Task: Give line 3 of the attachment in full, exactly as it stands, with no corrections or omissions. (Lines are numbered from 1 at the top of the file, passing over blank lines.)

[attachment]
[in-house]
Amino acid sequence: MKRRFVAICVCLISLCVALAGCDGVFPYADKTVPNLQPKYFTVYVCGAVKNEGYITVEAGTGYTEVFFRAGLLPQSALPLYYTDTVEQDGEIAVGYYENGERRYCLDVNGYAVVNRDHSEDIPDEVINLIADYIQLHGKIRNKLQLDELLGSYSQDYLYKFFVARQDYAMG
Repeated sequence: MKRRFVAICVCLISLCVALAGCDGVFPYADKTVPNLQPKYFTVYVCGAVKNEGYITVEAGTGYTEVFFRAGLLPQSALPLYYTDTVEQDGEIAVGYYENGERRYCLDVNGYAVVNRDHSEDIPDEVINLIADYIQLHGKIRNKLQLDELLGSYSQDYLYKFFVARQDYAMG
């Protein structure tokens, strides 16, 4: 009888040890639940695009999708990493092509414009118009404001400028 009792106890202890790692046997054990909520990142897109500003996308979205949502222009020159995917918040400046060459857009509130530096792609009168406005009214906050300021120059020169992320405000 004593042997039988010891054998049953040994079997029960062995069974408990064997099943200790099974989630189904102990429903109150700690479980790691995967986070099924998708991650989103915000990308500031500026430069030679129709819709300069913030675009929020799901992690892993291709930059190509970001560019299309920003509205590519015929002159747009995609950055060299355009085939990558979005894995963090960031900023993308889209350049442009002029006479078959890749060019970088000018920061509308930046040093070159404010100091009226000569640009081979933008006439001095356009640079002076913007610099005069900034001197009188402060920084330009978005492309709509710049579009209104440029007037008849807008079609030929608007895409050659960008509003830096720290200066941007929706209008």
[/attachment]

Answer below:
Repeated sequence: MKRRFVAICVCLISLCVALAGCDGVFPYADKTVPNLQPKYFTVYVCGAVKNEGYITVEAGTGYTEVFFRAGLLPQSALPLYYTDTVEQDGEIAVGYYENGERRYCLDVNGYAVVNRDHSEDIPDEVINLIADYIQLHGKIRNKLQLDELLGSYSQDYLYKFFVARQDYAMG